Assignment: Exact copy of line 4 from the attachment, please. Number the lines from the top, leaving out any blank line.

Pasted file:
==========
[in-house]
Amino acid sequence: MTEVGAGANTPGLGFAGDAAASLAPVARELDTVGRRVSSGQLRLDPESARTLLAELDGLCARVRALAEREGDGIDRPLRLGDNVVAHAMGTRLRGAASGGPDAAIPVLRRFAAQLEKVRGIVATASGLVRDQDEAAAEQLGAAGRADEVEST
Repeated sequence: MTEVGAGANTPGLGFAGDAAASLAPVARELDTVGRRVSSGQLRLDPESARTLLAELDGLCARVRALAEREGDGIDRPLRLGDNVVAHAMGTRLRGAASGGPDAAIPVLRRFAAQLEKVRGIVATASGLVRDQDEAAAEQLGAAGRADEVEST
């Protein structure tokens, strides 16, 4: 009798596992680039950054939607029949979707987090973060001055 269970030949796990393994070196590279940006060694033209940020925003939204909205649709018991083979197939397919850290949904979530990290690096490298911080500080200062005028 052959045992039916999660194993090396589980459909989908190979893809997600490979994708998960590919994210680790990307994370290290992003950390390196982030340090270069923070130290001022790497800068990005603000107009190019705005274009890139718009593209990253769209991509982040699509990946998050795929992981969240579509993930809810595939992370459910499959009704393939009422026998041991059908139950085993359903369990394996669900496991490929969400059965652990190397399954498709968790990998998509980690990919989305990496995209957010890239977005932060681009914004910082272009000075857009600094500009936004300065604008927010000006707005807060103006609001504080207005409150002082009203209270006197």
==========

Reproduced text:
């Protein structure tokens, strides 16, 4: 009798596992680039950054939607029949979707987090973060001055 269970030949796990393994070196590279940006060694033209940020925003939204909205649709018991083979197939397919850290949904979530990290690096490298911080500080200062005028 052959045992039916999660194993090396589980459909989908190979893809997600490979994708998960590919994210680790990307994370290290992003950390390196982030340090270069923070130290001022790497800068990005603000107009190019705005274009890139718009593209990253769209991509982040699509990946998050795929992981969240579509993930809810595939992370459910499959009704393939009422026998041991059908139950085993359903369990394996669900496991490929969400059965652990190397399954498709968790990998998509980690990919989305990496995209957010890239977005932060681009914004910082272009000075857009600094500009936004300065604008927010000006707005807060103006609001504080207005409150002082009203209270006197």